Yes, spring gets me invariably to thinking about spring cleaning, but not just in terms of tackling build-up of clutter in the home. I find myself wanting to detoxify my body, clean up my diet, reconsider my life goals, and to examine my daily habits. Am I living in the kind of environment that I want to? Am I feeling my best? Am I mentally sharp? Emotionally content? Am I spending my time on the things that matter to me? In other words, I take the quote above, by nineteenth-century designer William Morris, beyond my home surroundings. Am I putting things into my body that are useful, nutritious and tasty? Am I setting aside time for relationships, spiritual development and hobbies? Am I spending my money on things that enrich my life? I think these are important questions and April is the perfect time to ponder them as we transition from winter into spring with increased energy and initiative as the days grow longer.
I love the quote by William Morris, although talk about a guy with a messy personal life! He was the "Martha Stewart" of his time--a design genius who marketed his concept of stylized nature patterns producing textiles, wallpapers, furniture and house designs. His "Red House" in London is a National Trust property that stands as a quintessential example of Arts & Crafts style architecture. His best selling pattern of all time was "Willow" and it still sells very well as a representation of simplicity, elegance and taste. It's soft teal and olive greens still resonate smartly today. His Lotus Blossom pattern also remains popular and is ethereal. How cool to have your work still selling a hundred years after its creation! He wanted to pare things down from the overly-ornate style of the Victorian era and to celebrate the sleek, elegant forms of flora and fauna. He believed in muted natural tones and highlighting warm wood colors.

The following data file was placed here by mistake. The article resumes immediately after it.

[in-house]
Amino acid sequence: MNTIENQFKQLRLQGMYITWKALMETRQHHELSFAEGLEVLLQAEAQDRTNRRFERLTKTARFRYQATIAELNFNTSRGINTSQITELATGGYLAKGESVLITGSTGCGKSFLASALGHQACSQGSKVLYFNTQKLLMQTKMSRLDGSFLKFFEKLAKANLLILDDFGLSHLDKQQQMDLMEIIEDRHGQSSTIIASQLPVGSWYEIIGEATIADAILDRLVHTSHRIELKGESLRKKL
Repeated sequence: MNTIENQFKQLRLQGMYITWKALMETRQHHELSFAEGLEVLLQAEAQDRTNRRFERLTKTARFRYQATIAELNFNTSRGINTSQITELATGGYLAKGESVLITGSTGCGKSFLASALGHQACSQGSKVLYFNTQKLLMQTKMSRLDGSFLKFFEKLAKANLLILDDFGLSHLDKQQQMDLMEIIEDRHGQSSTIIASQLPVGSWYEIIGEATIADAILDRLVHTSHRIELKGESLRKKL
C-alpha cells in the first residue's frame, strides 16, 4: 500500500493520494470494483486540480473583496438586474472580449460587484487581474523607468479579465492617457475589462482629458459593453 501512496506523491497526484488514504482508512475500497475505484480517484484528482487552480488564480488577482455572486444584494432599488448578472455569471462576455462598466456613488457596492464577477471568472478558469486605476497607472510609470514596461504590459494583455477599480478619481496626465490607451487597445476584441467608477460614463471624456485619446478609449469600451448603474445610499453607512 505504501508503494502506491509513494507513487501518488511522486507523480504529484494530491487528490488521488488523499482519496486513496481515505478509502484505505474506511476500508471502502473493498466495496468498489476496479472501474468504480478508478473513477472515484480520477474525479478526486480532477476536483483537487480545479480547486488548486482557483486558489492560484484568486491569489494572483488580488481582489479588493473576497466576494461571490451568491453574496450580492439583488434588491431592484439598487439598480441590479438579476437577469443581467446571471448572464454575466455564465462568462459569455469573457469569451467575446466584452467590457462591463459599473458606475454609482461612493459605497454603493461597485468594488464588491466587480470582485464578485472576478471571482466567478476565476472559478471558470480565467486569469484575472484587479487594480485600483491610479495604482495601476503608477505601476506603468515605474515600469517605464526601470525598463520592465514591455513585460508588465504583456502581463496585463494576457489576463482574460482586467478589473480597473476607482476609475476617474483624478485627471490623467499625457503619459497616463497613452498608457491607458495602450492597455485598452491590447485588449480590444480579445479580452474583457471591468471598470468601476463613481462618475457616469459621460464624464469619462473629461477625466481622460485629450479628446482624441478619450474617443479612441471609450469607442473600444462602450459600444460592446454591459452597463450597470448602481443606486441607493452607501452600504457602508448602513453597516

Morris' personal life was not so simple. His wife, Jane Morris, became a popular model for painters of the Pre-Raphaelite Brotherhood. This was a group of earnest and talented, but rather self-absorbed and immature, artists who also wanted to buck Victorian formalism. They revered medieval narratives of King Arthur's court, Shakespeare's plays, ancient mythology and the stories of the Old Testament. They sought to combine romantic treatment of subject matter with realism in terms of their technique. They produced some beautiful works that still sell in reprint form very well today, however they were not the most stable lot. Jane Morris became the mistress of Dante Gabriel Rosetti, a painter and self-proclaimed poet who set up house over the summers with Jane and her children while William was traveling seeking design inspiration. I guess they all had an understanding, but I have trouble respecting Rosetti. After his first wife died of a morphine overdose, he buried a book of his poetry (handwritten) with her in her coffin. Deciding later on that this was "good stuff" that he wanted to publish, he had her body exhumed to retrieve the book. I find that incredibly creepy and selfish--and trust me, he was no Longfellow.
So, some spring cleaning lessons from Morris, his quote and his life:
- Life is too short for clutter. Start purging items that are neither useful or beautiful. Start with one a day. It can become addictive (in a good way)! And don't ever regret what you've passed on to someone else.
- Life is too short for toxic relationships. Start working some distance into them. Let the answering machine get the phone. Don't respond to the text or email. Skip the "happy hour" that turns into an unhappy complaining session. Seek out those who are useful (meaning supportive) and beautiful people (on the inside).
- Life is too short for your body to be filled with toxins. Simple solution: A big, big cup of hot water with a squeezed in wedge of lemon first thing in the morning. Just witness how clean it makes you feel.
Spring clean, artfully
p.s. Check out "Healing Traditions" if you want to learn more in-depth about practices that can clean up your inner and outer environments!